I’m just back from a really extraordinary week in Ireland as a part of Ashoka Ireland’s Change Nation. Ashoka brought together 50 social entrepreneurs from around the world and created a framework for us to learn about Ireland, meet with local leaders, learn from one another, and ultimately to try and figure out if our respective solutions might be of use to Ireland during a period of tremendous change.
Ireland, is a small country – only 4.6 million people live in the Republic of Ireland (same populations size as Boston), with another 1.8 million in Northern Ireland. Like the US, they had a major economic boom starting in the mid-nineties and a subsequent bust in 2007 that makes ours look like a cake walk.
Change Nation afforded me the opportunity to meet with some of the highest level influencers in the country. I met their Prime Minister, the Ministers of Children and Education (yes, they have both) and many, many more. I saw the most inspiring demonstration of leadership that I have seen in a long time. There was a shared acknowledgment that the solutions were out there, and that things will only change through partnership and effectively marshaling collective will. It reminded me of what I see on the playground every day – the awareness kids possess that while we may not have the ideal conditions or the right equipment, if you’re willing to play with me, we’ve got a game.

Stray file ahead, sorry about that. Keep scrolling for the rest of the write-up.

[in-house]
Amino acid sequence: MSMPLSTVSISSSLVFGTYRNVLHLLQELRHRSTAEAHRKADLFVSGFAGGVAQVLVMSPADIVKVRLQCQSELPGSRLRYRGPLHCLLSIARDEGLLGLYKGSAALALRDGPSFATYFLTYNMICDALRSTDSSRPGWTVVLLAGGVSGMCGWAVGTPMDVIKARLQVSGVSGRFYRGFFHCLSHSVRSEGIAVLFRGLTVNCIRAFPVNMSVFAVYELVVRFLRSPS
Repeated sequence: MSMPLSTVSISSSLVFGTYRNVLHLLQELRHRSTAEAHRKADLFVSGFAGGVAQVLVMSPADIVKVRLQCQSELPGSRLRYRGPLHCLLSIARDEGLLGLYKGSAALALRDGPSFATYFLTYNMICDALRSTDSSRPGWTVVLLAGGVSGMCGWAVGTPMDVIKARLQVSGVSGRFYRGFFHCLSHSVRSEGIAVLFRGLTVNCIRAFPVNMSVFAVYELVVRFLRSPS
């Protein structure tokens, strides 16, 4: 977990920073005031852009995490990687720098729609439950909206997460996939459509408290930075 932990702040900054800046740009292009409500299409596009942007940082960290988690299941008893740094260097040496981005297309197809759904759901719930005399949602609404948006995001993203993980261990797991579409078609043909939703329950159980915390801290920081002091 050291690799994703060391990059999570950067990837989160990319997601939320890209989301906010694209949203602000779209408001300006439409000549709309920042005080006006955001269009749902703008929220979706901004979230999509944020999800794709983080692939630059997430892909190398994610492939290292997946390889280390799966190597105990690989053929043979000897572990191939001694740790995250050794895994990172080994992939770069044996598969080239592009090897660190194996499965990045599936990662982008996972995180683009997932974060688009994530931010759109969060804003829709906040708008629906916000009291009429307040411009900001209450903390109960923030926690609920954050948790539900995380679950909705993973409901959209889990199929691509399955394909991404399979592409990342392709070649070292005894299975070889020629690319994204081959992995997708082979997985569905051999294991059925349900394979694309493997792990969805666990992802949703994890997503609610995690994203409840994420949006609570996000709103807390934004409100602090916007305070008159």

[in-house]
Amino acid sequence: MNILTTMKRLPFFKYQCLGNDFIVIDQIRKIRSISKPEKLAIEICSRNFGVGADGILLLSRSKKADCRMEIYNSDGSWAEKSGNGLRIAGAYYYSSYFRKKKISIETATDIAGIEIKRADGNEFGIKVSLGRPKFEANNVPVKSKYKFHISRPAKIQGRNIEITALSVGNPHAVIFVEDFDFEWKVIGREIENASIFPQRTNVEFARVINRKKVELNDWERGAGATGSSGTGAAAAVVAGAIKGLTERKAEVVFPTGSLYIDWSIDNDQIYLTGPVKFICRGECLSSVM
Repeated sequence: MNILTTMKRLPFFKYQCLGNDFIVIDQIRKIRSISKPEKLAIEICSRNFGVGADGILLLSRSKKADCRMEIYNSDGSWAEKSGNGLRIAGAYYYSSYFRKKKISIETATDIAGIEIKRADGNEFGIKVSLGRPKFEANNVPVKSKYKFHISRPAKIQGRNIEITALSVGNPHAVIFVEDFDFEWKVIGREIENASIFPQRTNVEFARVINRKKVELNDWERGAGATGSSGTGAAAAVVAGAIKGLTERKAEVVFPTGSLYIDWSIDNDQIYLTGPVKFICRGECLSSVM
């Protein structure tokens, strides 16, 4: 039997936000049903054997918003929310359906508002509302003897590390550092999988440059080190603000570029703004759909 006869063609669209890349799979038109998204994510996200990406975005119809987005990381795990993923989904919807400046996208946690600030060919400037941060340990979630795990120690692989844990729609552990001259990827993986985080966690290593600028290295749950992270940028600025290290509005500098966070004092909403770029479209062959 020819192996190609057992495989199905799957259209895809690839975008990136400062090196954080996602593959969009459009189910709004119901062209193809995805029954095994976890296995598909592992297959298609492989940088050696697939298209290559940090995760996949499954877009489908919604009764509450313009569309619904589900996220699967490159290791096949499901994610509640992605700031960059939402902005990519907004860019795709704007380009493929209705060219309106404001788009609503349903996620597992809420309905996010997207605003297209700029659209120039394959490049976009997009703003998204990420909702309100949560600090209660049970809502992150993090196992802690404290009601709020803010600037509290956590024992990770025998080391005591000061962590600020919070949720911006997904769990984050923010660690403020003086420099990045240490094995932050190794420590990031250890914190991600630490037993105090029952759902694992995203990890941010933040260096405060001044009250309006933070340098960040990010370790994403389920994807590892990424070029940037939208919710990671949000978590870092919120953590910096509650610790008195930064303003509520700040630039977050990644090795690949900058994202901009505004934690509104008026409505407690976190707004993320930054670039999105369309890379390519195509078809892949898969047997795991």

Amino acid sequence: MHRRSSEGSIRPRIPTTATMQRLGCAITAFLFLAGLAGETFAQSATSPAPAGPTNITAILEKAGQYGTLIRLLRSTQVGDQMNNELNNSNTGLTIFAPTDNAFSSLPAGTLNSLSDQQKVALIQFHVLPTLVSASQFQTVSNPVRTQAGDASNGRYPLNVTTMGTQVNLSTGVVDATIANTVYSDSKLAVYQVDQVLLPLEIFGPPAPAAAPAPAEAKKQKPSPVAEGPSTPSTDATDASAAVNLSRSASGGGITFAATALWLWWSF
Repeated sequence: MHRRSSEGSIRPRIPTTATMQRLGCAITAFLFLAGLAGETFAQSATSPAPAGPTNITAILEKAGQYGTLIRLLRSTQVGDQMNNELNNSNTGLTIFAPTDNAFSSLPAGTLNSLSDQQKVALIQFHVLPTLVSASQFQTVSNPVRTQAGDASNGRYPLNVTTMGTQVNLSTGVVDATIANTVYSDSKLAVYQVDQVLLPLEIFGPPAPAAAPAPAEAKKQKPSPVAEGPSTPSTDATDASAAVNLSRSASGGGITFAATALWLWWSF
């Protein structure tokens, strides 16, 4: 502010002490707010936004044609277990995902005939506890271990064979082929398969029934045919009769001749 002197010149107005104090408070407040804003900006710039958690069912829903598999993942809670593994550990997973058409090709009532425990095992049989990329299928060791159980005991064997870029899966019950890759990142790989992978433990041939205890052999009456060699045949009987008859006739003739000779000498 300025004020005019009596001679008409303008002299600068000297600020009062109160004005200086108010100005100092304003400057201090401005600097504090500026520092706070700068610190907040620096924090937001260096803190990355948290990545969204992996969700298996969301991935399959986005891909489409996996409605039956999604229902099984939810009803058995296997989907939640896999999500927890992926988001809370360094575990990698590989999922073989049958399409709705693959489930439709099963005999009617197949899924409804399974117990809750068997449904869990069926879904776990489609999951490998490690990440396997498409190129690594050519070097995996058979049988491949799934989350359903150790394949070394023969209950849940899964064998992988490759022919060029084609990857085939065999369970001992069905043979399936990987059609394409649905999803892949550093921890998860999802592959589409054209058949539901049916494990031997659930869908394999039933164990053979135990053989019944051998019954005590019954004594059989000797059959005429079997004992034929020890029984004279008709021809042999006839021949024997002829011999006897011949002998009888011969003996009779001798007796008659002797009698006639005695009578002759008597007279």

In exchange for commitments from the Minister of Children to support the project and the head of the teacher’s unions to work with us Playworks has committed to exploring the possibility of sending staff to do trainings and provide technical support for students in teachers’ colleges. Adding a cross-border aspect, we will also explore working with the staff from Ulster to figure out a Boston-Belfast exchange.
Finally, it bears noting that while I think the Playworks approach may have something great to offer kids and schools in Ireland, I also came away with a really profound sense that we have so much to learn from Ireland (and, of course, from the rest of the world). I could not help but notice that teachers in the Irish schools were treated with more respect – both in schools and out in the larger world – than their US counterparts. And there was an open discussion going on that the boom had created an emphasis on the individual that had lead them down a wrong path, and that a return to an emphasis on teamwork was going to be essential to making the necessary changes. I am excited to be a part of whatever Change Nation builds and hope that it is just the first of many such gatherings around the world. And I am excited for the opportunity that I believe this represents for Playworks – a chance for our staff to be a part of something bigger, and to bring back lessons and understanding that help the US become the best place in the world for our children.